Dunham and Beckham Jr. sat at the same table, but he chose not to speak to her.
"I was sitting next to Odell Beckham Jr., and it was so amazing because it was like he looked at me and he determined I was not the shape of a woman by his standards," the 30-year-old said in her conversation with Schumer. "He was like, 'That's a marshmallow. That's a child. That’s a dog.' It wasn't mean — he just seemed confused."
Of course, Dunham didn't stop at placing words that the football star never said in his mouth.
"The vibe was very much like, 'Do I want to fuck it? Is it wearing a … yep, it's wearing a tuxedo. I’m going to go back to my cell phone.' It was like we were forced to be together, and he literally was scrolling Instagram rather than have to look at a woman in a bow tie. I was like, 'This should be called the Metropolitan Museum of Getting Rejected by Athletes.'"
Here's the thing: Odell Beckham Jr. doesn't owe Lena Dunham a fucking thing, including a conversation, a hug, or even acknowledgement. Furthermore, implying that men, especially Black men, are only interested in holding conversations with women they're sexually attracted to is archaic.
If Dunham is uninterested in being objectified, why care if a star athlete speaks to her or views her as fuck-able? Oh, and introductions can be mutual. She easily could've said hello to Beckham rather than expecting him to initiate conversation.
The internet immediately responded to this clusterfuck of insecurity, privilege, and the overt generalizations of Black male athletes.
The "Girls" creator eventually issued an apology for her racially-charged rhetoric after being bombarded with criticism and having a conversation with director Xavier Burgin.
In her book "Photography on the Color Line," professor Shawn Michelle Smith argues that preserving "white racial purity" served as the catalyst for lynching.
"The figure of a threatened or raped white woman, evoked as the innocent victim of a 'terrible crime,' was conjured in attempts to justify lynching as the 'understandable' retribution of white fathers, brothers, and lovers," Smith wrote.
Dr. Lisa Lindquist-Dorr, associate professor at the University of Alabama, wrote in her book "White Women, Rape, and the Power of Race in Virginia, 1900-1960" that whites used the myth of the brutal Black man to justify oppression and killing. She told The Huffington Post that framing white women as virginal trophies to be desired only lends itself to this harmful myth.
"Sexual access to women is a trophy of power," Lindquist-Dorr said. "White women embodied virtue and morality, they signified whiteness and white superiority, so sexual access to white women was possessing the ultimate privilege that white men held. It [also] makes women trophies to be traded among men."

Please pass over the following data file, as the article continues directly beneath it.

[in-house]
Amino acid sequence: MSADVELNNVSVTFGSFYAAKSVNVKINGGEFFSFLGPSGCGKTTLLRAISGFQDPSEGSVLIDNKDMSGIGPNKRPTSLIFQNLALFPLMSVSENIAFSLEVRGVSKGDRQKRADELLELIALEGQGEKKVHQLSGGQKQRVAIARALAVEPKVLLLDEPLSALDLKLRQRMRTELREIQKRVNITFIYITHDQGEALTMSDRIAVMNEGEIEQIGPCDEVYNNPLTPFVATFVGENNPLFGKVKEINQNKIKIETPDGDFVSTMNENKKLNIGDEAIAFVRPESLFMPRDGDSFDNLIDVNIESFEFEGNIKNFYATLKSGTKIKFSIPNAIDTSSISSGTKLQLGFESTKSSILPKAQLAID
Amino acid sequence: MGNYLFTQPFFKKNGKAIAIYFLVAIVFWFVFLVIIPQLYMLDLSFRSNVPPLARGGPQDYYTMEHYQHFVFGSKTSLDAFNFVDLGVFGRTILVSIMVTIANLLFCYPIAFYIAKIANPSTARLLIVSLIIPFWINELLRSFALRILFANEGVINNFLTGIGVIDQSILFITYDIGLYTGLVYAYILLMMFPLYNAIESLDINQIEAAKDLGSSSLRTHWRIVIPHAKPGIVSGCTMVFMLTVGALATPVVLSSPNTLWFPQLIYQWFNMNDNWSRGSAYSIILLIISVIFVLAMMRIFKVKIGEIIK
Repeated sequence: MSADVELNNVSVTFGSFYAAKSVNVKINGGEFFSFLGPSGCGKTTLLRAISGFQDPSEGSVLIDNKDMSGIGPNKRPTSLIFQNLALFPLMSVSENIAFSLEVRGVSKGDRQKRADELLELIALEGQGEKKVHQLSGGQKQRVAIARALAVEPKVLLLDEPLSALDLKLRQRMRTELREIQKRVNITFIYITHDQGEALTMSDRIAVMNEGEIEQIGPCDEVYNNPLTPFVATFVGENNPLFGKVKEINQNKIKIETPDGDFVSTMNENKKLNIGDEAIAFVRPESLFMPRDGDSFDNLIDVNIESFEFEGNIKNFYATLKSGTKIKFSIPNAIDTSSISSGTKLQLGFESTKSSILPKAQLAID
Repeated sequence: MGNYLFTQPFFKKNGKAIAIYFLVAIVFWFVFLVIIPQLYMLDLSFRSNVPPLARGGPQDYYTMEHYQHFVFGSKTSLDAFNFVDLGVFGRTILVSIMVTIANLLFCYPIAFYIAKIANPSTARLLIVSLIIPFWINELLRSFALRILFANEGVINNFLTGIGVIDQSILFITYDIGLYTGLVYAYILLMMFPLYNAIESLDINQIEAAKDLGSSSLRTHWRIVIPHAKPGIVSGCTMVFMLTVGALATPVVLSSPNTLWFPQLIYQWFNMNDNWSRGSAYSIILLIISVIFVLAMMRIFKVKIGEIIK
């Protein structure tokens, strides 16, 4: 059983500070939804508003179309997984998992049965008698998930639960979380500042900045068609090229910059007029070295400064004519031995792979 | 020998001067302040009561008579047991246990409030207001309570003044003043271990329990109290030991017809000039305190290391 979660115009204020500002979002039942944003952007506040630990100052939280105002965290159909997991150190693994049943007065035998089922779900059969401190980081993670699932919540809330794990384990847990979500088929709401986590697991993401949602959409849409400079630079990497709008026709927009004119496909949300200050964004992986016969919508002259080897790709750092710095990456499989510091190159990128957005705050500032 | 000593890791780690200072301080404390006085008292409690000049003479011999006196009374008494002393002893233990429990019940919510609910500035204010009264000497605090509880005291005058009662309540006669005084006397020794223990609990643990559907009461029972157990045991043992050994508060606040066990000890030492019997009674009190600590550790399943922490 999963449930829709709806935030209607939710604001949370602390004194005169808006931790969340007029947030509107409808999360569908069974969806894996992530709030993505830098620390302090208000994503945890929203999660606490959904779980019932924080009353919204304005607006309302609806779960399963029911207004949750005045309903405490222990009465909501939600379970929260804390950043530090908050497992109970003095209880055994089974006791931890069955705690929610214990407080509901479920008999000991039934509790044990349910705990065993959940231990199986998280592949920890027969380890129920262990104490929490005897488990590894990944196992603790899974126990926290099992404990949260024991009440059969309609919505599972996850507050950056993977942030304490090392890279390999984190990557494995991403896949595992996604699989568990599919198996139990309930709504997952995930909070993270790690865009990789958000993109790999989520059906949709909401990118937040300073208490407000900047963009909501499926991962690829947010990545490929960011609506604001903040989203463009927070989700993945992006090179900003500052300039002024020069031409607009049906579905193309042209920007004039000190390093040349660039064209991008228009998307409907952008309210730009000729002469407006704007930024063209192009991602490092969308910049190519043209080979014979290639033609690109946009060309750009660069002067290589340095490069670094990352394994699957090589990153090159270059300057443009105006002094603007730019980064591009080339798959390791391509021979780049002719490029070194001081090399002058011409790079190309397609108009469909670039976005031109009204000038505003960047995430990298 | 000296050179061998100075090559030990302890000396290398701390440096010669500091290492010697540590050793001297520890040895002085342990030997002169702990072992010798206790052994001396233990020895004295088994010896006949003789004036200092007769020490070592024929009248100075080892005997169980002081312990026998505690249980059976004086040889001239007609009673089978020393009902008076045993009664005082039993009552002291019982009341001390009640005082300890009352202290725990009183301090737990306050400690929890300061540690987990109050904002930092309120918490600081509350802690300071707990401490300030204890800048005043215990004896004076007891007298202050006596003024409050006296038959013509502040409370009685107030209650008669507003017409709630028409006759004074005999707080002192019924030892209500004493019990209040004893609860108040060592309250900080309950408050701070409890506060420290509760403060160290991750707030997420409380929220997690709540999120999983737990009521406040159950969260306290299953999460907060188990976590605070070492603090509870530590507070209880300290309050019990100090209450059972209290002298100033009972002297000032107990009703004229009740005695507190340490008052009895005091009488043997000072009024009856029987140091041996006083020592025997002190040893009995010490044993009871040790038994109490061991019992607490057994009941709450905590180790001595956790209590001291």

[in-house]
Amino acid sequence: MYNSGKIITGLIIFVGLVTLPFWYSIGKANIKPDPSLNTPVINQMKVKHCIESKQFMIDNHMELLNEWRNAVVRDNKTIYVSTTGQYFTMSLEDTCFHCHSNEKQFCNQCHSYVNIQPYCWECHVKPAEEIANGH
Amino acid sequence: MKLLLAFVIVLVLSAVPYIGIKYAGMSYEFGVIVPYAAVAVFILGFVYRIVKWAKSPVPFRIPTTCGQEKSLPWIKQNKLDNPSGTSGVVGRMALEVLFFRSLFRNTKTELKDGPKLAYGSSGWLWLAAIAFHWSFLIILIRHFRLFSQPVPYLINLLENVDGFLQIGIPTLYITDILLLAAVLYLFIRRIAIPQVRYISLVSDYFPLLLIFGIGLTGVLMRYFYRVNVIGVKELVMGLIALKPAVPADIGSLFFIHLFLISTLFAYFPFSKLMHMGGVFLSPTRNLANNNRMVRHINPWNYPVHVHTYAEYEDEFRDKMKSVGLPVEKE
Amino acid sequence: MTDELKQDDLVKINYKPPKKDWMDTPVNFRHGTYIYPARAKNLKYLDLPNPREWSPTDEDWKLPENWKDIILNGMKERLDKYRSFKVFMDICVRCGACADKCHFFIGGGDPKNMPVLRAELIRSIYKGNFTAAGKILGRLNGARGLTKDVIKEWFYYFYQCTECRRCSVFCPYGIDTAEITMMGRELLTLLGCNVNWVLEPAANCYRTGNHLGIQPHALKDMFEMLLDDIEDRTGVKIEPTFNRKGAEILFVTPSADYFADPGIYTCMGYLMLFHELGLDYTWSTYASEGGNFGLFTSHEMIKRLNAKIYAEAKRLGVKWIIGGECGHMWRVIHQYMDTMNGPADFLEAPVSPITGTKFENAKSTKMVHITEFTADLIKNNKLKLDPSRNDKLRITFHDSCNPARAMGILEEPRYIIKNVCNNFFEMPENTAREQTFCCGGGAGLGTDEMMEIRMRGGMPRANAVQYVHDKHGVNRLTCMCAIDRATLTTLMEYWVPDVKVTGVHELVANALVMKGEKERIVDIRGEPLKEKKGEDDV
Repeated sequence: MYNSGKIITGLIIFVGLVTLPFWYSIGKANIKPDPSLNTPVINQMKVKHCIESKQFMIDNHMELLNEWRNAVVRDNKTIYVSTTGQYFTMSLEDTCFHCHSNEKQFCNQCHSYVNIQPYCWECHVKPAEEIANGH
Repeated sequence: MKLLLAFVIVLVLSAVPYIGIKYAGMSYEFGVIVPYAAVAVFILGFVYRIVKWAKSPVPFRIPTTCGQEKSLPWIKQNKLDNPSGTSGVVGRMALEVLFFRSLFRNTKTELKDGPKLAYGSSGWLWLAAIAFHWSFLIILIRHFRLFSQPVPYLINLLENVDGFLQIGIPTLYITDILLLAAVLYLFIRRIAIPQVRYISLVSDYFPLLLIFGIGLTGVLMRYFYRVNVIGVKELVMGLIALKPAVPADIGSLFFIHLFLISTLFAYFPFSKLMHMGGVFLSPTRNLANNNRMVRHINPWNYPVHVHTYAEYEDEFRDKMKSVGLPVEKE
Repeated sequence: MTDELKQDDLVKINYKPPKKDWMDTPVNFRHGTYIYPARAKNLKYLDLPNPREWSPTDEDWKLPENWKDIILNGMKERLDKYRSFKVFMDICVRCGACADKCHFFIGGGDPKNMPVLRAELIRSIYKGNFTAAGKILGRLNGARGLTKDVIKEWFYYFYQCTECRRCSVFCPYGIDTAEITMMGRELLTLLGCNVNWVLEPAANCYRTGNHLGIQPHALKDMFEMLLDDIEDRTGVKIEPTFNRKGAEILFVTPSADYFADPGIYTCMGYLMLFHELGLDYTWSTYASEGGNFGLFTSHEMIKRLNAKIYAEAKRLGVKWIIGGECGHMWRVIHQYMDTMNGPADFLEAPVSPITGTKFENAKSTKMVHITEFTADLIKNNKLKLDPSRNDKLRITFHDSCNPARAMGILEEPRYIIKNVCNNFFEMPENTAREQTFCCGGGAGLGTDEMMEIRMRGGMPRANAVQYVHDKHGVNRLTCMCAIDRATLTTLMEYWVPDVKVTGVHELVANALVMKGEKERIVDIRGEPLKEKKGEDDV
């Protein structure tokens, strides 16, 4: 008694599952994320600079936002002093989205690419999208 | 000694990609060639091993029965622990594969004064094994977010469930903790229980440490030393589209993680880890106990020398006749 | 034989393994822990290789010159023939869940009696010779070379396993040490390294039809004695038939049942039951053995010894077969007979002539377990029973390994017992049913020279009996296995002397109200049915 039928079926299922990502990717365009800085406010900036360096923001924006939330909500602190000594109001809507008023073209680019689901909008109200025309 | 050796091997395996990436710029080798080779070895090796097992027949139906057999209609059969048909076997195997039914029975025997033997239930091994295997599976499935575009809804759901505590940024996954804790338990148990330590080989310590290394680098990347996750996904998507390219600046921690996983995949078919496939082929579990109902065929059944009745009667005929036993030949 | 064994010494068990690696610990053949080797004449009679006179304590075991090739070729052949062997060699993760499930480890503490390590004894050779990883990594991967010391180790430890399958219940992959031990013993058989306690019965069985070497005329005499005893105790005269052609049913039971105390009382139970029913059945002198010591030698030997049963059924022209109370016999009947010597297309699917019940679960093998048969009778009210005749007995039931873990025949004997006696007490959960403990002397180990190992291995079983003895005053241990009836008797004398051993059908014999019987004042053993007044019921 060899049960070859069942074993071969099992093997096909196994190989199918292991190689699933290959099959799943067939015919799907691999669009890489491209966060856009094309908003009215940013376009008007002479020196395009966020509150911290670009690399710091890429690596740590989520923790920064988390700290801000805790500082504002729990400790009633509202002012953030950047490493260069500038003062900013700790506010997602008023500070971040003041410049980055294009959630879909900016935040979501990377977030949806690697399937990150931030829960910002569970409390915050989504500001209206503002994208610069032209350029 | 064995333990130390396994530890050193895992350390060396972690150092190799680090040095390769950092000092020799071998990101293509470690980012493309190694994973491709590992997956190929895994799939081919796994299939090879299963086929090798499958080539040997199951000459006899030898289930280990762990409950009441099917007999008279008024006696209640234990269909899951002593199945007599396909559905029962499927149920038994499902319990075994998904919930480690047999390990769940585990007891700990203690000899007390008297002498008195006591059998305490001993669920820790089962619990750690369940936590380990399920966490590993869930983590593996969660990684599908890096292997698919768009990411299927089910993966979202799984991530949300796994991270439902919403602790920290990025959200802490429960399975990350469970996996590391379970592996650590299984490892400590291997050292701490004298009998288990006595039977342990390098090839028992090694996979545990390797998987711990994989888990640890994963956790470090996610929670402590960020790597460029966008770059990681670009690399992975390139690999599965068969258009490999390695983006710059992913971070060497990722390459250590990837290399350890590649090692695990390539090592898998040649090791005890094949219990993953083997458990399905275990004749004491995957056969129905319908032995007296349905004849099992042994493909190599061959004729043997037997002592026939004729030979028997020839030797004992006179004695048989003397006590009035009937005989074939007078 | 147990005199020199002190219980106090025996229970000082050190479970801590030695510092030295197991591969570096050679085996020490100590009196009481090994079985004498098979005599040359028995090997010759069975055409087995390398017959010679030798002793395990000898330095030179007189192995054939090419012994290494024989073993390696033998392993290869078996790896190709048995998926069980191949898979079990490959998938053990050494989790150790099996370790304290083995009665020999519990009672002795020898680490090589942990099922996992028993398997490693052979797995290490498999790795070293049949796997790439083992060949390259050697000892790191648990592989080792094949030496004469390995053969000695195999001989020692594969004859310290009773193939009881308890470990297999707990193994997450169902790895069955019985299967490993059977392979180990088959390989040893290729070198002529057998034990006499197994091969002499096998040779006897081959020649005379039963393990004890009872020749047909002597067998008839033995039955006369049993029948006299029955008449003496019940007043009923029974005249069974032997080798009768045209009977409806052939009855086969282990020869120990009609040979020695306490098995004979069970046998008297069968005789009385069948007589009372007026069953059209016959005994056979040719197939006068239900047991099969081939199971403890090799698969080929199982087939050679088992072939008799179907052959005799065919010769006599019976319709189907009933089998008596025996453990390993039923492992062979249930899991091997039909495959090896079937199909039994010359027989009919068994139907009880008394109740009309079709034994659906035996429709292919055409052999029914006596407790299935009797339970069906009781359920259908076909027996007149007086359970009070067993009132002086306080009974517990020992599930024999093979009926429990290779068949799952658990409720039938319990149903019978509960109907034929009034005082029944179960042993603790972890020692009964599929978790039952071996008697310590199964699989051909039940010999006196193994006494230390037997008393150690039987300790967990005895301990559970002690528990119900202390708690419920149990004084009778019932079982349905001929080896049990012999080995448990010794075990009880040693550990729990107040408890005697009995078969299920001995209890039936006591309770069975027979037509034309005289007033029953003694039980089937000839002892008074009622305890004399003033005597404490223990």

The idea that Black men have a propensity for attacking and raping white women cost thousands their lives.
There's Emmett Till, a 14-year-old pulled from a bed in Mississippi in 1955, beaten, mutilated, shot, and tossed into a river with a barbed-wire cotton gin tied around his neck. He'd been accused of whistling at a white woman.
George Stinney Jr. is the youngest person America executed in modern times. The state of South Carolina executed Stinney in 1944 after an all-white jury found him guilty of murdering a white teen girl. He was 14. It took until 2014 for him to be exonerated of the crime.
A white mob burned down the all-Black town of Rosewood, Florida in 1923 based on the rumor of a Black man sexually assaulting a white woman. The Tulsa, Oklahoma race riot of 1921 started when a white girl accused a Black teenager of attacking her in an elevator. White Oklahomans burned a predominantly-Black and affluent section of Tulsa to the ground.
Though we are decades removed from Jim Crow, the stereotypes that allowed lynching to occur en masse still persists: Dylann Roof, the 22-year-old accused of fatally-shooting nine church parishioners in Charleston, South Carolina, allegedly told his victims, "You rape our women, and you're taking over our country, and you have to go."
Dunham's conceptualization of Beckham still perpetuates the lie that Black men's bodies must be controlled to protect white women.
The "Tiny Furniture" creator acknowledged this dark history in her apology to Beckham, who has yet to respond.
"I would never intentionally contribute to a long and often violent history of the over-sexualization of Black male bodies — as well as false accusations by white women towards Black men," she wrote in her caption.
While it appears that Dunham realizes her error after being called out for the umpteenth time, history is too fraught with trauma for such gross missteps.